Ever since I was a child, I have always wanted to become a doctor, and I can honestly say that I still feel truly vocational and passionate about my chosen career. After completing my medical undergraduate training at Cambridge, I decided to train in Paediatrics, initially completing an SHO rotation at Guys/St Thomas’ Hospital. I then undertook subspecialty training in Paediatric Neurology at a number of different centres including Dublin, Birmingham and Belfast. I found that working in different places, with a number of different neurologists gave me excellent clinical training, as well as broad exposure to child neurology. Towards the end of my clinical training, in my early thirties, I was hugely drawn to the idea of research. I had come to the realization that a significant proportion of children with childhood neurological disorders did not have a firm diagnosis accounting for their underlying symptoms and there was a frustrating lack of both curative and disease modifying therapies for these children.
Research and PhD
In the final year of my Neurology Grid training I was fortunate enough to meet Paul Gissen, who at the time had just started an intermediate fellowship at Birmingham University. He introduced me to Professor Eamonn Maher and I joined his genetics group in 2007 to undertake a project looking to identify novel genes causing neurological disorders of childhood. After securing seed funding from Birmingham Children’s Hospital Springboard Fellowship scheme and BDF Newlife, I started in the lab, learning new skills in molecular genetics. I absolutely loved the laboratory environment and soon came to the realization that it was a great avenue through which I could explore some of the questions regarding aetiology and causation that were a constant theme in my clinical practice. After around 7 months in the lab, I secured an Action Medical Research Training Fellowship which allowed me to complete my PhD in 2010.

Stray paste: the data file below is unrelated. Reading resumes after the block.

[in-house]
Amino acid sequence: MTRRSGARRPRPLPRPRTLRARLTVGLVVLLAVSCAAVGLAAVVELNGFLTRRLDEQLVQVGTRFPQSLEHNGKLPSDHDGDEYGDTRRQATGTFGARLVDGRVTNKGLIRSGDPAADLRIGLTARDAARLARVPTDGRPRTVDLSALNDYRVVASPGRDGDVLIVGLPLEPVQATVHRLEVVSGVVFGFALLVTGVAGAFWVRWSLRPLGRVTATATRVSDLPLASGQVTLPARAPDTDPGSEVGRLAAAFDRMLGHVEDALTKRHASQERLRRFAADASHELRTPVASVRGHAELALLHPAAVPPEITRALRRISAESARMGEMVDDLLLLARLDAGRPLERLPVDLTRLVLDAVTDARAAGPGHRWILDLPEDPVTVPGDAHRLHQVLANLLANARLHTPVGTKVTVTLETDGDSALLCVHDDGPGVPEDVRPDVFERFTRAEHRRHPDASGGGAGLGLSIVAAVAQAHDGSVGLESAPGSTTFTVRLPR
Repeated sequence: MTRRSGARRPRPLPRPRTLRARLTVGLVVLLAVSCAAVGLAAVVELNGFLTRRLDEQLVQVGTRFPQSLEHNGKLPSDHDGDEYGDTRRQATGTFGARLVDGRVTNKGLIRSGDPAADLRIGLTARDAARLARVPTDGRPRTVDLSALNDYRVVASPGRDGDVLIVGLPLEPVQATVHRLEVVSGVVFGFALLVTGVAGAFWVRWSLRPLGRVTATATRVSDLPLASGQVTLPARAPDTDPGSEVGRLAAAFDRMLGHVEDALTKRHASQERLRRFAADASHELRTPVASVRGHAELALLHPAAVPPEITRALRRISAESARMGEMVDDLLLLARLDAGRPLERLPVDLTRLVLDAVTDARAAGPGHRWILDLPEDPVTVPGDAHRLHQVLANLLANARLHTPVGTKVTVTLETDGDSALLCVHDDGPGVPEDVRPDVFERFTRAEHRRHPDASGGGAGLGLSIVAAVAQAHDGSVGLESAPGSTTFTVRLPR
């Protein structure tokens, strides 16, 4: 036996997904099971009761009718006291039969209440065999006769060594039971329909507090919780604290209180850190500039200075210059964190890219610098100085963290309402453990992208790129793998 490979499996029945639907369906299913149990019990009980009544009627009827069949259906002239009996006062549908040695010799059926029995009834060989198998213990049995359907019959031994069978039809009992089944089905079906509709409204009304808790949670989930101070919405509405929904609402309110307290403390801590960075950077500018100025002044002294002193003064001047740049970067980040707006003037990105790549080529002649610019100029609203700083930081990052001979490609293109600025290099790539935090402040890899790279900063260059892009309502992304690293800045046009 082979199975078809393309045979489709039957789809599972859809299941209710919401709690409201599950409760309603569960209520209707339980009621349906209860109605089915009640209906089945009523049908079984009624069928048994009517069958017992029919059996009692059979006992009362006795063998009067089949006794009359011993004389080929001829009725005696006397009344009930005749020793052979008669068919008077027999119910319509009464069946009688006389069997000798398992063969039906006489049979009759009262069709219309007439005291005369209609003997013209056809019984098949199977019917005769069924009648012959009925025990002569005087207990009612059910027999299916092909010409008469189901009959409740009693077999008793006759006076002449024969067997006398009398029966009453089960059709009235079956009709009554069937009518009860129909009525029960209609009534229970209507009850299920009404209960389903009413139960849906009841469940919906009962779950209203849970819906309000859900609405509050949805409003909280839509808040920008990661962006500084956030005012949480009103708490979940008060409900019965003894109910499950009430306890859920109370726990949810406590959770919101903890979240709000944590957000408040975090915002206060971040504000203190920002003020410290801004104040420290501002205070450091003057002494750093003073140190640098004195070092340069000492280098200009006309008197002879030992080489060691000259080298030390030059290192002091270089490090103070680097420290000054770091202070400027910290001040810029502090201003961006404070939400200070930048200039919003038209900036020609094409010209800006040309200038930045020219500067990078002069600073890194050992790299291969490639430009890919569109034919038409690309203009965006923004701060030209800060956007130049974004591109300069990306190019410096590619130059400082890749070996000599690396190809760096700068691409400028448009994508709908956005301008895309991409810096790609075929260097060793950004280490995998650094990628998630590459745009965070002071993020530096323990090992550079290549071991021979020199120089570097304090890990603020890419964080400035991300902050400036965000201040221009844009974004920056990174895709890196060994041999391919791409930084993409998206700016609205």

Becoming a consultant neurologist and clinician scientist
A few months into my PhD I was pretty sure I wanted to continue down the clinical academic track. I loved the research laboratory but also loved seeing my patients and really wanted to try and work out a career path that allowed me to do both. In 2011, we moved to London so I could set up at Great Ormond Street as an academic consultant paediatric neurologist with 20:80 clinical:academic divide. Setting up independently as a Principal Investigator was the hardest career move I have ever had to make. I found balancing a new research group with the responsibilities of a new consultant and my own young family pretty challenging. In 2012 I secured a Wellcome Trust Intermediate Clinical Fellowship, which provided me with the momentum to establish my own lab and research group. Within my group, I currently have a mixture of clinical research fellows, PhD/MSc students and post-doctoral fellows. Our research now focuses on identification of novel genes causing neurological disorders of childhood as well as using cell and animal models to elucidate disease mechanisms and explore novel treatment strategies.
Work and family
I married David in 2002 and we now have two beautiful daughters, Imogen, born in 2007 and Allegra in 2011. Words cannot express how much I love our family life, and being Mum to our girls. Like all working parents, managing career and family is a constant juggle, but we have found a good balance, and it certainly seems to get easier as the girls get older.